Trends in freshwater storage in the United States as measured by the NASA Gravity Recovery and Climate Experiment (GRACE) satellites between 2003 and 2012. Credit: J. S. Famiglietti and M. Rodell, Water in the Balance, Science Magazine, Figure S1, 2013.
2. Increasing variability in flooding and drought. Records of past climate and projections of the future point to more frequent and powerful regional flooding in some locations, and prolonged drought in others. The Bangkok floods of 2011 crippled the hard drive industry while creating worldwide shortages. Business around the world will be impacted by these changing extremes.
3. Expect more transboundary conflict. Changes in water availability in shared river basins and aquifers will exacerbate existing tensions and create new ones. Think the Middle East and South Asia. While often not directly the cause, roughly 90 percent of violent conflict occurs in regions of severe water stress.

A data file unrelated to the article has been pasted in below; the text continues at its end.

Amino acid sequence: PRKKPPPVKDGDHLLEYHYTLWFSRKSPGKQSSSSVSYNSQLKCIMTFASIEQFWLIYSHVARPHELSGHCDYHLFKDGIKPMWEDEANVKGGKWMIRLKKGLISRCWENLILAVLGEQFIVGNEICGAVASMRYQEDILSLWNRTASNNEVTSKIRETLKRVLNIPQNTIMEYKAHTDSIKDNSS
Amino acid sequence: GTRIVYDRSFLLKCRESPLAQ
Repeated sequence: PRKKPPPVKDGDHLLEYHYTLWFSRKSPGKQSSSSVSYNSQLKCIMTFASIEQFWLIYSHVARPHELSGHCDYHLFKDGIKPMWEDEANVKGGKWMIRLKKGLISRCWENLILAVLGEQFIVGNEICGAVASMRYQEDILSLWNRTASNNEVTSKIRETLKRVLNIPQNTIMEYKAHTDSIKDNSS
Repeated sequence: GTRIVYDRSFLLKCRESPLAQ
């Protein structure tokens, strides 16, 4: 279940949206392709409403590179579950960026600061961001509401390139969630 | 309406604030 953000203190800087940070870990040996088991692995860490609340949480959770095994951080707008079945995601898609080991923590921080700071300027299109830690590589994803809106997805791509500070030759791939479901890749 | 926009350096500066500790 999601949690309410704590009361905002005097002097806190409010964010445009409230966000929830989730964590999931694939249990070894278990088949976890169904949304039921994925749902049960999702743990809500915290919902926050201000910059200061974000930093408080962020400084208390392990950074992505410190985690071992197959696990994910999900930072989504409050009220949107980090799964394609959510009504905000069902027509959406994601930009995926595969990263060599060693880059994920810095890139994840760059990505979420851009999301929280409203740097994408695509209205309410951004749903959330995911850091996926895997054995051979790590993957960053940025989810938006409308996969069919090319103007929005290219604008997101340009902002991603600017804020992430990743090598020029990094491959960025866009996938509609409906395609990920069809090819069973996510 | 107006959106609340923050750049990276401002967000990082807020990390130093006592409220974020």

4. The food-water-energy nexus. It takes lots of water to grow food and to produce energy, and lots of energy to heat, treat and transport water. Will there be enough water to produce food for a continuously growing population? Will some regions, like California, need to transition away from an agricultural economy?
5. New business opportunities in the water sector. The demand is growing for new technologies that can yield far greater efficiencies, use less energy, and that minimize greenhouse gas emissions and dangerous wastes. Membrane technologies and environmentally-responsible mining services are prime examples.
6. Water as a commodity. Until water is properly costed, priced and valued, far too much of it will be wasted. Water should be used, reused and reused again, and when returned to the environment, it should be as clean or cleaner than when it was withdrawn. The market for by-products of water use and treatment, including sludge and brine, is in growth mode.